After checking into an inn they relax in the sulphur baths before heading out to the restaurant. It is decorated with a giant blow-fish above the door but Bond is glad to see it has western tables and chairs. After downing five flasks of saké he tells Tiger he is ready for the fish and, if it kills him, it’ll be doing Dr Shatterhand a favour.

When the fugu is finally served he finds it tastes of nothing, “not even fish”. He does however make a show of appreciating it as Tiger, who was “smacking his lips over each” morsel, expected it of him. When more saké arrives Bond finds it contains raw fugu fins.

A familiar face

The next morning they depart for Fukuoka at six in the morning. The journey turns out to be rather eventful after Bond spots they are being tailed. At the local police department Bond examines aerial photography of the Castle of Death, concluding that it would be as difficult to storm as Windsor Castle. Told an approach from the landward side would be difficult, it is suggested to Bond that he approach from the sea from an Ama island located half a mile offshore. There he would stay with a family whose daughter, Kissy, appeared in a Hollywood film but hated it so much that she returned.

“The Ama are a tribe whose girls dive for the awabi shells”, says Tiger. “They sometimes dive for pearl oysters. They dive naked”.

After swimming ashore in a ninja suit he will scale the wall and kill Dr Shatterhand, who walks the grounds of his castle – the Garden of Death – protected by a suit of chainmail with a winged helmet worn by Japanese warriors. Examining a photo of the eccentric doctor, Bond first realises that Shatterhand is, in fact, no other than Ernst Stavro Blofeld.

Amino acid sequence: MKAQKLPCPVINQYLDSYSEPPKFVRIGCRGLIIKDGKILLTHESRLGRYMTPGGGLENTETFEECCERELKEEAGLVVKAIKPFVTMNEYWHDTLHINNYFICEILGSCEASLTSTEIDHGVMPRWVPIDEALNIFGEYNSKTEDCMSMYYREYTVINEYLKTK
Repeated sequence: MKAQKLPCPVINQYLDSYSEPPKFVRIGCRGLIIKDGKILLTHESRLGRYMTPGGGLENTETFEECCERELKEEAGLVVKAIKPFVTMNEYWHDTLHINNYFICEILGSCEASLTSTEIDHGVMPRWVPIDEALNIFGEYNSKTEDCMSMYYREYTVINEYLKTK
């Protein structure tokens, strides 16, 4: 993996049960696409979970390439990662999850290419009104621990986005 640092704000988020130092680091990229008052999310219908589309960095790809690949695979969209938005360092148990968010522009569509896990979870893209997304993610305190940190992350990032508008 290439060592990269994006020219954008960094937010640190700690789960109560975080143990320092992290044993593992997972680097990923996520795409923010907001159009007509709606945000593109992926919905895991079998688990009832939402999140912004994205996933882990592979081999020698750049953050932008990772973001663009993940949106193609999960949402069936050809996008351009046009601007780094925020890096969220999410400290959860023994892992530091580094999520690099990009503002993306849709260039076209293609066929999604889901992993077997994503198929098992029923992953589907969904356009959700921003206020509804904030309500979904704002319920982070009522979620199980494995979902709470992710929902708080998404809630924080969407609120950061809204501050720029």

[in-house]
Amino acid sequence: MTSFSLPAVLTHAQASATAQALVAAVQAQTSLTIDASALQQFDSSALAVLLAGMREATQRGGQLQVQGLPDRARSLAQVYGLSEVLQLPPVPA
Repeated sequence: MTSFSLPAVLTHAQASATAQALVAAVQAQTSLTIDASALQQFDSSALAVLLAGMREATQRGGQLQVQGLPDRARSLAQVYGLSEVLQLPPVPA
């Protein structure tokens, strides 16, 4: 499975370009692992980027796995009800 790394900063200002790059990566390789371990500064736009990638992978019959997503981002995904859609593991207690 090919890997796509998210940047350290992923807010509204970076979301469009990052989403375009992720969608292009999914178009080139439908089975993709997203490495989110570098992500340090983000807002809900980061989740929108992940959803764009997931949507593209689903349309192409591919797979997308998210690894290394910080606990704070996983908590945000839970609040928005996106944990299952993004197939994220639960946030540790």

Afterwards Bond prepares for his assignment. He tries on the ninja suit and puts together a kit of black fins, some pemmican-like meat, Benzedrine tablets and a plastic flask of water. He ponders his revenge on Blofeld armed only with his bare hands, a pocket knife and a thin steel chain.

Later a police launch takes them to the Ama island of Kuro. Tiger produces “sandwiches and a flask of saké” as they head southwards along the coast.

Living among the Ama

Arriving on Kuro Tiger tells Bond that while the priest knows the truth of his stay on the tiny island the villagers believe he is an anthropologist staying there to study the Ama way of life. While there he is to row Kissy’s boat out to sea each morning so that she can dive for awabi. “Fifty would be good. A hundred would be wonderful”, she tells him.

On his first morning Bond rises at 5:30 and has bean curd – tofu – and rice for breakfast washed down with tea. He watches the dawn from the front step as he eats.

Before going out in the small boat Bond is introduced to David, who turns out to be a cormorant. Named after David Niven, who Kissy explains was the only person in Hollywood to treat her well, Bond concludes the bird is “one of the famous fishing cormorants of Japan”. However, Bond is disappointed that she wears a white cotton dress to preserve her modesty.